When California voters approved Proposition 14 in 2020, it created $5.5 billion in funding for the California Institute for Regenerative Medicine to fund research and development of advanced therapies.
The vote gave new life to CIRM, which California voters funded with $3 billion to advance stem cell research in 2004 in the face of Bush Administration restrictions on stem cell research. The new funding expands the types of research the agency will fund to include a range of genetic medicines.
During the RARE-X Exchange Forum in San Diego on September 14 and 15, representatives of CIRM participated in roundtable discussions to raise awareness about funding available to support the discovery, translational research, and clinical development of therapies to treat rare diseases.
“We always funded stem cell research, including research targeting cancer stem cells. That’s always been our mandate,” said Lila Collins, senior science officer of therapeutics for CIRM, who noted more than half of the institute’s funding has gone to rare disease therapies. “With the passage of Prop 14 in 2020, genetic therapies directly came under our umbrella of fundable technologies. That includes ASOs, siRNAs, gene editing, and all of that. We want to get the word out.”
CIRM’s funding opportunities extend across the movement from basic science to clinical research, with the amounts growing larger as work moves deeper into human clinical testing. Discovery grants range from $500,000 to $1.5 million. Translational research grants, which include pre-IND grants, can run up to $4 million. Clinical grants extend from $4 million to $15 million. Translational and clinical grants require co-funding for for-profit grantees.
To be eligible for a Discovery or Translational grant, the applicant must be considered a California organization (more than half of its employees are employed and paid in the state). While organizations based outside of California are not eligible for CRIM’s Discovery and Translational grants, they can apply for clinical awards to support done within the state of California.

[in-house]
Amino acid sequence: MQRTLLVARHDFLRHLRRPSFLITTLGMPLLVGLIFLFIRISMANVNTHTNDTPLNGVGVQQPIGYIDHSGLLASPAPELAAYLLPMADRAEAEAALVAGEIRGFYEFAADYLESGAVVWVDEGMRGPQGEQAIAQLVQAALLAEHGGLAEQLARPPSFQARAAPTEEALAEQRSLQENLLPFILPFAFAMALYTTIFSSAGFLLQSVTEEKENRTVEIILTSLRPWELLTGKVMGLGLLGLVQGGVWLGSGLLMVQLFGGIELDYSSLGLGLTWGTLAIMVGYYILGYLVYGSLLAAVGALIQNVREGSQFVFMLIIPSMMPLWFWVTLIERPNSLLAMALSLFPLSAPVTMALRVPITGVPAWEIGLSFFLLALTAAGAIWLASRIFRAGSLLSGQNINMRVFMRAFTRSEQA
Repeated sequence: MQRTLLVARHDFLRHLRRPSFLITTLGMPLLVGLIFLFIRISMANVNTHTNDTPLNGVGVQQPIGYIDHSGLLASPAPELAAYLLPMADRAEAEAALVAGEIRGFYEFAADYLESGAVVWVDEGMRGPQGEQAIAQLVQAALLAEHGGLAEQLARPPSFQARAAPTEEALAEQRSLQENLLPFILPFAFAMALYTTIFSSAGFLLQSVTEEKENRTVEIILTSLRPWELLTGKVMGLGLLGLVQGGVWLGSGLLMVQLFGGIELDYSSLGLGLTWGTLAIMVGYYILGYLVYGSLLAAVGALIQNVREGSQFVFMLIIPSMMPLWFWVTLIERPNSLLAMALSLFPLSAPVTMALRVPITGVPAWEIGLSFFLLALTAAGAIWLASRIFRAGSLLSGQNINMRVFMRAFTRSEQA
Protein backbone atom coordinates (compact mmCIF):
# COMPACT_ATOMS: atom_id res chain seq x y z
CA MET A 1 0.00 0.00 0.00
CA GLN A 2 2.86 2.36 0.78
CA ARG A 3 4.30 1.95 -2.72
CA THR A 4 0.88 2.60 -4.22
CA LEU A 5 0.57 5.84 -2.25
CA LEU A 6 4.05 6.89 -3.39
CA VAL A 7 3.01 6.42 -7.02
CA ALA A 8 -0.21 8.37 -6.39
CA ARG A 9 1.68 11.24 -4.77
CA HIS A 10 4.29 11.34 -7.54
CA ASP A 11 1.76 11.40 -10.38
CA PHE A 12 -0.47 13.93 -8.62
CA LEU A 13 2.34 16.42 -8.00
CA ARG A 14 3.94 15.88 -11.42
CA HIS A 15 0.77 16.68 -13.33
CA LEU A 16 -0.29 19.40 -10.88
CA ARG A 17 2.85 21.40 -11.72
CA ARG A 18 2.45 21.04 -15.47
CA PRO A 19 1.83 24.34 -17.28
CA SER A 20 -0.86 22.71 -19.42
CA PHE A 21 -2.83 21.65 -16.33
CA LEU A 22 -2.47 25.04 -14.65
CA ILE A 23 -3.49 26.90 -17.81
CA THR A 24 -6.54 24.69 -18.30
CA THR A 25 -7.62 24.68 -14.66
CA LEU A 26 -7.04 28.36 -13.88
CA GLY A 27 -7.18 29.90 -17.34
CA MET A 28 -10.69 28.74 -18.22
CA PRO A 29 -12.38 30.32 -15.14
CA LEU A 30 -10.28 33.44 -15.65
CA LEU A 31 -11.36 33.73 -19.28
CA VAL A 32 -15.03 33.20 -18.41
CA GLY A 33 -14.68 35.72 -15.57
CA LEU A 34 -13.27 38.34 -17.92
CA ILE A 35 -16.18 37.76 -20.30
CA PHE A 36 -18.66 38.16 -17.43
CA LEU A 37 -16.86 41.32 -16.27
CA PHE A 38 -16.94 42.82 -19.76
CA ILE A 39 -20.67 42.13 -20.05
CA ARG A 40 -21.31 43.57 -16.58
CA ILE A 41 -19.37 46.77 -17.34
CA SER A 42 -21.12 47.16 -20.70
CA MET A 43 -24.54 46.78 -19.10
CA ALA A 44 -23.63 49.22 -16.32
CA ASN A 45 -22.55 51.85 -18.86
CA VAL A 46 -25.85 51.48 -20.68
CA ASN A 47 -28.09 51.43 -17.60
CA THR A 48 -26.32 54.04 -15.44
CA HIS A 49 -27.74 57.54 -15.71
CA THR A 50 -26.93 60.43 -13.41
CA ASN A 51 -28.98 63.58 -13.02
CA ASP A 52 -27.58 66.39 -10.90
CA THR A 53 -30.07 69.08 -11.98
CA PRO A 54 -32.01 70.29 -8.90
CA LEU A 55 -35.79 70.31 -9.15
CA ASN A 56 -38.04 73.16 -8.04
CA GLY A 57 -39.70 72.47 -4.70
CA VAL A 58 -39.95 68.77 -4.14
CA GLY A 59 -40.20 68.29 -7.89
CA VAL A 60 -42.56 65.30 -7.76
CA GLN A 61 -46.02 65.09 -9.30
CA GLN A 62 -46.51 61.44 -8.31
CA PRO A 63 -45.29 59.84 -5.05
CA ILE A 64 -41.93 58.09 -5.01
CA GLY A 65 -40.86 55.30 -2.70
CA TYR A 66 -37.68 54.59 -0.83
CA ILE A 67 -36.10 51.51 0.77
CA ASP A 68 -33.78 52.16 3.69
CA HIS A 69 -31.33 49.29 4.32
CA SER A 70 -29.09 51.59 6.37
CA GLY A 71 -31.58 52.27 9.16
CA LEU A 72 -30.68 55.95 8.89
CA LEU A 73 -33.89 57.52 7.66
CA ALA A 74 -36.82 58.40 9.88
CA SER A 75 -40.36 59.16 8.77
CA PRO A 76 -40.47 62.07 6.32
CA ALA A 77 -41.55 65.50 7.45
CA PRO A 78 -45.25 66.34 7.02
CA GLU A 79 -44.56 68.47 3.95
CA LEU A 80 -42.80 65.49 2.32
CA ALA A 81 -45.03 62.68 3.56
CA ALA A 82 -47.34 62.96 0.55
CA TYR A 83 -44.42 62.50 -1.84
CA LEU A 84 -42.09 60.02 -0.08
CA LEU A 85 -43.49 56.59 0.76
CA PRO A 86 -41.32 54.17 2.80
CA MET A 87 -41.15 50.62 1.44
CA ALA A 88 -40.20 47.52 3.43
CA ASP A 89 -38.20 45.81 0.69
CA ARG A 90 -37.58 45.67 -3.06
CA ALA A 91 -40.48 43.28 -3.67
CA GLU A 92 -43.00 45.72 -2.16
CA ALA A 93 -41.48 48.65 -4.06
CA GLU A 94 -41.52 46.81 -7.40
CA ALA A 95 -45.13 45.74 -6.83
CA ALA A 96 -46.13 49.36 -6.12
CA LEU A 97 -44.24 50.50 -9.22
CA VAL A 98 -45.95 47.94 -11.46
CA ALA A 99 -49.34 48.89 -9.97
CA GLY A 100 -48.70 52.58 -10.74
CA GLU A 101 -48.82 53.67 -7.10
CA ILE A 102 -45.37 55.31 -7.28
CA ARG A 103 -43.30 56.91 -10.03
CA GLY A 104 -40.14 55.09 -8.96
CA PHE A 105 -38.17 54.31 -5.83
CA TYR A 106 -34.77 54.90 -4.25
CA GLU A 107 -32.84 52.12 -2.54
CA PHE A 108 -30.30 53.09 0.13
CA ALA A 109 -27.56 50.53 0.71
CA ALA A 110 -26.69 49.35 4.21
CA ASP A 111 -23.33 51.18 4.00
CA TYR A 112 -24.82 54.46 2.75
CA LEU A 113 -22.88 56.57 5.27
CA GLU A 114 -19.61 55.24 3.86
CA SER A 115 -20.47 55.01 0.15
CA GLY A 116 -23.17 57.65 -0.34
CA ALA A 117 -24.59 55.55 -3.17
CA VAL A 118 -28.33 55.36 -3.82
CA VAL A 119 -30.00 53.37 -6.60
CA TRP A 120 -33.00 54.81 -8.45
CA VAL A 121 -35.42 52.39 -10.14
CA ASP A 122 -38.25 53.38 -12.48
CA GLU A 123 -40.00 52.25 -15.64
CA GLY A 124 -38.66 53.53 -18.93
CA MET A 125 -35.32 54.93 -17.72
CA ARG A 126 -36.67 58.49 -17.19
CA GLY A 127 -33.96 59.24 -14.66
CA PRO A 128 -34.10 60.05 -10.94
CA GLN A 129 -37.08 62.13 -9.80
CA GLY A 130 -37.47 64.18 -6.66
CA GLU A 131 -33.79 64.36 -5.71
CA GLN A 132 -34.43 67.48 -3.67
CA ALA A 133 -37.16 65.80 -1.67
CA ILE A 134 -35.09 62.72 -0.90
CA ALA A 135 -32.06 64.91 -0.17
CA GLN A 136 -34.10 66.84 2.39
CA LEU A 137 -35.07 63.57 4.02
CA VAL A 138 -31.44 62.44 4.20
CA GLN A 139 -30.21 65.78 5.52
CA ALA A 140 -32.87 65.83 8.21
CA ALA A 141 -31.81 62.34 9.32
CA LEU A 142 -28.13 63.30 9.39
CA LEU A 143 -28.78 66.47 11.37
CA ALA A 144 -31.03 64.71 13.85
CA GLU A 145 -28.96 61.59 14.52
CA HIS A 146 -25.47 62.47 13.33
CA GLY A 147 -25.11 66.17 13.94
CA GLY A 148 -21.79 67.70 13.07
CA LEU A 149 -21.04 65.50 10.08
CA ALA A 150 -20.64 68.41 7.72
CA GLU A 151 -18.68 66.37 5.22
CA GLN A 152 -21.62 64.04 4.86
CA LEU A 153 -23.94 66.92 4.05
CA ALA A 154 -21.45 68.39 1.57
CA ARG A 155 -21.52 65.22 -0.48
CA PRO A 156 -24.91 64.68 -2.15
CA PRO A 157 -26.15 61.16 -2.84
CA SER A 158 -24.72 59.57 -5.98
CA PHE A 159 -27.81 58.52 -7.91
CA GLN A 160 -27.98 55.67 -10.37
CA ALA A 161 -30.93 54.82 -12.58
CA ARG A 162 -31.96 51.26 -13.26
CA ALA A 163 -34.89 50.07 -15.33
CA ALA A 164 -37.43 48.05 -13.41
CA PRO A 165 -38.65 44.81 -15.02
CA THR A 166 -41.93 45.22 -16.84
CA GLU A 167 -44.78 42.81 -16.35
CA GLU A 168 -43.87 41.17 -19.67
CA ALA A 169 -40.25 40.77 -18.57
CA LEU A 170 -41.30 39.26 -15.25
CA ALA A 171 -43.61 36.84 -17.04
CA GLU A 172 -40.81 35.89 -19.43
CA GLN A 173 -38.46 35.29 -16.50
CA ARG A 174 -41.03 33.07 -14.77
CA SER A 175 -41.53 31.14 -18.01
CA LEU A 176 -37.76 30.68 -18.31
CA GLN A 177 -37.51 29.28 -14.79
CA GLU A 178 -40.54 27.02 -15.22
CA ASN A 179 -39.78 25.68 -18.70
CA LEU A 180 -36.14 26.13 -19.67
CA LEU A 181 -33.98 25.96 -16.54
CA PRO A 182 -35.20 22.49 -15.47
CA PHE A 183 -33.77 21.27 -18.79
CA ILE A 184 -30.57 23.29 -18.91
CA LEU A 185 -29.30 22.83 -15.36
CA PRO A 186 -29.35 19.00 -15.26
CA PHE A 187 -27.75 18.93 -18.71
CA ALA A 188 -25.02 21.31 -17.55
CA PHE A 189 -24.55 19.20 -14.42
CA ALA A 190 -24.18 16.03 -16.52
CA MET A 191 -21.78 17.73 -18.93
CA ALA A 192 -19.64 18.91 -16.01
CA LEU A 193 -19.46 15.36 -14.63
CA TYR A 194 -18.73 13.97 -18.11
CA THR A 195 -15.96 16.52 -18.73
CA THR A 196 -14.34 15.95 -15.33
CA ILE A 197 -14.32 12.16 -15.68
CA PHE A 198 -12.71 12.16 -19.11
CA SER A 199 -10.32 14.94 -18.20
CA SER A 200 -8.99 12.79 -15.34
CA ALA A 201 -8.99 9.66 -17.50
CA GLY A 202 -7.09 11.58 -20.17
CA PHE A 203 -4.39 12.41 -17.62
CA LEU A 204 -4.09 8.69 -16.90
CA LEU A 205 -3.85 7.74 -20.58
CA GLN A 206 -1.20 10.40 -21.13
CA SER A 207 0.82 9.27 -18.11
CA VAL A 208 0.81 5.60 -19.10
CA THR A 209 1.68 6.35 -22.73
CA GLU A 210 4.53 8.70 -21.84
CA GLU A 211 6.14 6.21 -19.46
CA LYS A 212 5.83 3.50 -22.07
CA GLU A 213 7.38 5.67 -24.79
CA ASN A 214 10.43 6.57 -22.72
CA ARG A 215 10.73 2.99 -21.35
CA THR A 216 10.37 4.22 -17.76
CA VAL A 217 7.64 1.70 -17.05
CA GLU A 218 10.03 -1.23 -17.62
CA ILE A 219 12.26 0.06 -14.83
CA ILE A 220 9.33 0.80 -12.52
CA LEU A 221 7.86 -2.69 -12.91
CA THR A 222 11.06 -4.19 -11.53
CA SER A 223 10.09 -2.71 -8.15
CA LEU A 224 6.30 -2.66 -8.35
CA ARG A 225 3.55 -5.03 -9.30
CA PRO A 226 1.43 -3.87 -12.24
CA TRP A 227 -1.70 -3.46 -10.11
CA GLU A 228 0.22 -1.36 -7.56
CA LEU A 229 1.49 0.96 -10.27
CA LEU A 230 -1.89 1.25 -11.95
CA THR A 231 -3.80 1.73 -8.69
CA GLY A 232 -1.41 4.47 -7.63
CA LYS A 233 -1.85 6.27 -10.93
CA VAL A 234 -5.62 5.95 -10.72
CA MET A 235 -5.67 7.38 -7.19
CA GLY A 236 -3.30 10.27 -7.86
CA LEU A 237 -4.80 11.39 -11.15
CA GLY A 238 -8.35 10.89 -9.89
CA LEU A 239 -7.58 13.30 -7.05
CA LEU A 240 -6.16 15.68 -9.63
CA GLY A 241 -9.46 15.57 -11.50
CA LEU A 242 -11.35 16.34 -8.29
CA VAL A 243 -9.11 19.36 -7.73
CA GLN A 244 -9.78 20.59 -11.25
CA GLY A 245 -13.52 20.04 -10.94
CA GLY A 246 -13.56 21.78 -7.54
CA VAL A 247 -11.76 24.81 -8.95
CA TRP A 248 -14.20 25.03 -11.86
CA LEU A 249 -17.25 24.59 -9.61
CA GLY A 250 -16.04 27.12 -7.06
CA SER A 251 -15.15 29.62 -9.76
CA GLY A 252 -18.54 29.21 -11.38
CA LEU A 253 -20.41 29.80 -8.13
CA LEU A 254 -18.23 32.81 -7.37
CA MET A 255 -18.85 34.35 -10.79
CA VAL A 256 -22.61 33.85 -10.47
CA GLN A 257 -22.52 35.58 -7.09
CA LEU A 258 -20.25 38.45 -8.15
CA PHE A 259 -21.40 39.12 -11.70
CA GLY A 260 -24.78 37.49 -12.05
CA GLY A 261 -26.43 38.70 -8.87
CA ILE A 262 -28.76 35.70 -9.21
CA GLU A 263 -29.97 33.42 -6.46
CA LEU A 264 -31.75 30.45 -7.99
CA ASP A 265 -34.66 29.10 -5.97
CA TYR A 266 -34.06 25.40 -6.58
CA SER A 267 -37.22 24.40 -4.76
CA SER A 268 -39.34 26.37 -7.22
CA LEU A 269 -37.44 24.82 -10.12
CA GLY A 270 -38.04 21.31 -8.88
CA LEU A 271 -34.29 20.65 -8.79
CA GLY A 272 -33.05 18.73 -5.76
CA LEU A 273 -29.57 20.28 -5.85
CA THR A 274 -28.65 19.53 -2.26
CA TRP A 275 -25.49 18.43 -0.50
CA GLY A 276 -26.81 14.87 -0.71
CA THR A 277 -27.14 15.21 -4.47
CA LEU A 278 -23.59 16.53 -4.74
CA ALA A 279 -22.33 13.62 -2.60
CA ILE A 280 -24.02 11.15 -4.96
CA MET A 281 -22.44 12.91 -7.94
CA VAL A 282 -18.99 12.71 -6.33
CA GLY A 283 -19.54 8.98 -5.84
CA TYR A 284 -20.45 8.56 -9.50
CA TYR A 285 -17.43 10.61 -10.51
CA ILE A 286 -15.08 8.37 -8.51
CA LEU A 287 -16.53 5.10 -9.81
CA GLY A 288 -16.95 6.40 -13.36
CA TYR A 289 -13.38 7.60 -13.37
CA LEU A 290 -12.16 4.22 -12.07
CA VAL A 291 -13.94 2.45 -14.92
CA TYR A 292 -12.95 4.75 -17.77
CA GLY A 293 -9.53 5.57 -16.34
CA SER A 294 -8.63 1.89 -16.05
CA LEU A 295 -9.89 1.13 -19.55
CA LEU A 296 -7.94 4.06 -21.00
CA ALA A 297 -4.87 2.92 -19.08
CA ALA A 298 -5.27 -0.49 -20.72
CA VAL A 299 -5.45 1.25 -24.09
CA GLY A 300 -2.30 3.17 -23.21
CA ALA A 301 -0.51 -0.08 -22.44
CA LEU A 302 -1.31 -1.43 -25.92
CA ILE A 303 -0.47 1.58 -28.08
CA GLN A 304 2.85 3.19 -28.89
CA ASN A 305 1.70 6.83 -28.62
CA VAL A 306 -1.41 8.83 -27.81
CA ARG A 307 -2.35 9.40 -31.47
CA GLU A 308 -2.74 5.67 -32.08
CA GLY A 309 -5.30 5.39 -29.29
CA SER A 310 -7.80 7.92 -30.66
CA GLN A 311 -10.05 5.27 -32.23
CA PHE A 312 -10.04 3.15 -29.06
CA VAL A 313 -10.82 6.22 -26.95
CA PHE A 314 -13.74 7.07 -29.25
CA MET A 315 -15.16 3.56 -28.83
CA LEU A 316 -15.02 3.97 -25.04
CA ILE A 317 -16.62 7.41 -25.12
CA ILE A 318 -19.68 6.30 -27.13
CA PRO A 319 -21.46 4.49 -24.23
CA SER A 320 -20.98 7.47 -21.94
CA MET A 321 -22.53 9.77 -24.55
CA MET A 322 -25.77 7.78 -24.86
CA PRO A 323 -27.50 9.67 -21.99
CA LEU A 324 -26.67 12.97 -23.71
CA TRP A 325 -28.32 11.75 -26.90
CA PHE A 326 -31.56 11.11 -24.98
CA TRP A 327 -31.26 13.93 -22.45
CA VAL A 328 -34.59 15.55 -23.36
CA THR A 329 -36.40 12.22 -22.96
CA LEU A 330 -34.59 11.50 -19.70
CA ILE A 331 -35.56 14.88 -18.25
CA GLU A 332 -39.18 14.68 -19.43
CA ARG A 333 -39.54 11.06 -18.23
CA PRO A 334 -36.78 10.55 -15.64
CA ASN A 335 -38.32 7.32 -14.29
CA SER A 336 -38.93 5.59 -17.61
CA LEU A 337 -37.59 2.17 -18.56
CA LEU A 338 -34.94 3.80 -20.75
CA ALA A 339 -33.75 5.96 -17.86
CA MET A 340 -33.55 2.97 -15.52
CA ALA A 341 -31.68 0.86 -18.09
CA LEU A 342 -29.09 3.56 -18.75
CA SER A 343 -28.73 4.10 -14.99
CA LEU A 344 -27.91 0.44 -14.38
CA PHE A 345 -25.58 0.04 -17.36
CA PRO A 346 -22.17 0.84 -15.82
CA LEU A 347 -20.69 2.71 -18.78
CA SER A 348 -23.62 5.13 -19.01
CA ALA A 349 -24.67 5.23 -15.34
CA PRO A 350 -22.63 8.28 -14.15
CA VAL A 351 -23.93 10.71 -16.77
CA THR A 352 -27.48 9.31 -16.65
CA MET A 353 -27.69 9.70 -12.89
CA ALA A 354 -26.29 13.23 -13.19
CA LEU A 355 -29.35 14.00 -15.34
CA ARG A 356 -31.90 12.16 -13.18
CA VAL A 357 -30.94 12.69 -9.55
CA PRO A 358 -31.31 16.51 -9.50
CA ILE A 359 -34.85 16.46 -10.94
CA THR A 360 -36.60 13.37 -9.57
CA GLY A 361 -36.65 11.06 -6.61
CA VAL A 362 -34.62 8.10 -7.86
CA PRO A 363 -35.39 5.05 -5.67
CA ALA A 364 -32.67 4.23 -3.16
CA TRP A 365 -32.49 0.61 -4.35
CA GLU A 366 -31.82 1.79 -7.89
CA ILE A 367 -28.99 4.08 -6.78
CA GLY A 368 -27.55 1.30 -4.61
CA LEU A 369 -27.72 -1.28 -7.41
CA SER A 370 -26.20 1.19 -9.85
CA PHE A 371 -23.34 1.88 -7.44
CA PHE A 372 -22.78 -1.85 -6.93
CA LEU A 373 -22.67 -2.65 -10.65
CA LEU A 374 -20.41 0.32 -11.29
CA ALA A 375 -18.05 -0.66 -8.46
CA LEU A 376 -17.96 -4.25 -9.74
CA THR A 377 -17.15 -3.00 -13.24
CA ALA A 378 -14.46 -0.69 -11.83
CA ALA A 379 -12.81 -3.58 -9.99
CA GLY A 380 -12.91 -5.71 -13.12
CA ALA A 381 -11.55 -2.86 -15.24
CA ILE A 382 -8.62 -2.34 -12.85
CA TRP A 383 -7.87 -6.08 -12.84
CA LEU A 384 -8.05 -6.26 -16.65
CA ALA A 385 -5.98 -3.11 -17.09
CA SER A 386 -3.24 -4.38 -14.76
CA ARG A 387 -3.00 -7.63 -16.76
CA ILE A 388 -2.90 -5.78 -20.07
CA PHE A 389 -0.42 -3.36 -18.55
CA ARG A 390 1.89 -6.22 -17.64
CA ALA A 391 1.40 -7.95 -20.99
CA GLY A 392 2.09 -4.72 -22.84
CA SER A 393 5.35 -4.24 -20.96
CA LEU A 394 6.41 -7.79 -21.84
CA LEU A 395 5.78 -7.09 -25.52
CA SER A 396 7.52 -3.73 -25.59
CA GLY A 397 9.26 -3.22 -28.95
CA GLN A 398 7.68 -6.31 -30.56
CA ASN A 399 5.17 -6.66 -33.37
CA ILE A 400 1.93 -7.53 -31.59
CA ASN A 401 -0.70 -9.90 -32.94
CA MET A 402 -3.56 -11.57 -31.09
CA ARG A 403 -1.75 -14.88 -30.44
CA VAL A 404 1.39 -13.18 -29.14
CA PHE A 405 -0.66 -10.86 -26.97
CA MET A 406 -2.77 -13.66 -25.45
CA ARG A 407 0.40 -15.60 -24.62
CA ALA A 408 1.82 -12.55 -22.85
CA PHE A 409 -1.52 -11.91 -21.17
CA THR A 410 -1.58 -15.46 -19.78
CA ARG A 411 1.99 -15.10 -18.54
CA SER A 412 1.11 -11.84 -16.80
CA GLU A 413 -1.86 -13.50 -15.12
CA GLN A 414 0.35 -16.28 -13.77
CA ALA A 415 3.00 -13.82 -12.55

CIRM’s program announcements spell out in detail what the institution will look for in an application. CIRM scientists like Collins are ready to guide investigators through the application process and help them understand what CIRM is looking to fund, including data-sharing, DEI requirements, and help connecting them to resources.
“We fund based on the scientific merits, the unmet medical needs, and the probability of technical success as seen by the reviewers,” said Collins. “It’s about the quality of the applications itself. You can have a huge impact on a small patient population. We can do that as a state funding agency. We don’t have to make those decisions like a Big Pharma.”
Getting an earlier-stage grant doesn’t prevent an applicant from seeking additional funding as a potential therapy advances toward the market. In fact, CIRM likes when that happens, and there are many instances where the institute has provided multiple grants to support the development of a therapy at different stages.
The discovery and translation grants are made twice a year. The clinical grants are made monthly. It takes CIRM about 90 days to act on an application.
“That’s one of the things that we measure our success on. We call it progression events,” said Collins. “We love that. That’s our goal to help progress good science through the pipeline.”